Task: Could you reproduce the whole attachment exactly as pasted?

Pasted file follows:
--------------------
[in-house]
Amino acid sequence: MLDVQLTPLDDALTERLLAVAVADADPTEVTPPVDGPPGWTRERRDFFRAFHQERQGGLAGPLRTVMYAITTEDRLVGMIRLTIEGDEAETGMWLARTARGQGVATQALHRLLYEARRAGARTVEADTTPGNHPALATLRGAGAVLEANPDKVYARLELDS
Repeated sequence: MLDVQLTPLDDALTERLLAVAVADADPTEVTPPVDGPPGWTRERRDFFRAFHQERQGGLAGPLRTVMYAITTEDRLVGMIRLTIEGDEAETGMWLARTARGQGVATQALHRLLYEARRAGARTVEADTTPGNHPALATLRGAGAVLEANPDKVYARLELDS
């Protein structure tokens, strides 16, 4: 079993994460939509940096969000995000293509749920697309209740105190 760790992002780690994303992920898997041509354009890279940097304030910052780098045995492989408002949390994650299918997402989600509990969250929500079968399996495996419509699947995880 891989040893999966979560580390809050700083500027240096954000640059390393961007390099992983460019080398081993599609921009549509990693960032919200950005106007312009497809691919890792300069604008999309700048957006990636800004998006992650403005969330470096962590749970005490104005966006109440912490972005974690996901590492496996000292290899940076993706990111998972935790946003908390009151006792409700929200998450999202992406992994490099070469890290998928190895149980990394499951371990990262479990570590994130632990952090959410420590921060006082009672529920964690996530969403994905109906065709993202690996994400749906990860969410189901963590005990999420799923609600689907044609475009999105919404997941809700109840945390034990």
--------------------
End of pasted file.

[in-house]
Amino acid sequence: MLDVQLTPLDDALTERLLAVAVADADPTEVTPPVDGPPGWTRERRDFFRAFHQERQGGLAGPLRTVMYAITTEDRLVGMIRLTIEGDEAETGMWLARTARGQGVATQALHRLLYEARRAGARTVEADTTPGNHPALATLRGAGAVLEANPDKVYARLELDS
Repeated sequence: MLDVQLTPLDDALTERLLAVAVADADPTEVTPPVDGPPGWTRERRDFFRAFHQERQGGLAGPLRTVMYAITTEDRLVGMIRLTIEGDEAETGMWLARTARGQGVATQALHRLLYEARRAGARTVEADTTPGNHPALATLRGAGAVLEANPDKVYARLELDS
């Protein structure tokens, strides 16, 4: 079993994460939509940096969000995000293509749920697309209740105190 760790992002780690994303992920898997041509354009890279940097304030910052780098045995492989408002949390994650299918997402989600509990969250929500079968399996495996419509699947995880 891989040893999966979560580390809050700083500027240096954000640059390393961007390099992983460019080398081993599609921009549509990693960032919200950005106007312009497809691919890792300069604008999309700048957006990636800004998006992650403005969330470096962590749970005490104005966006109440912490972005974690996901590492496996000292290899940076993706990111998972935790946003908390009151006792409700929200998450999202992406992994490099070469890290998928190895149980990394499951371990990262479990570590994130632990952090959410420590921060006082009672529920964690996530969403994905109906065709993202690996994400749906990860969410189901963590005990999420799923609600689907044609475009999105919404997941809700109840945390034990």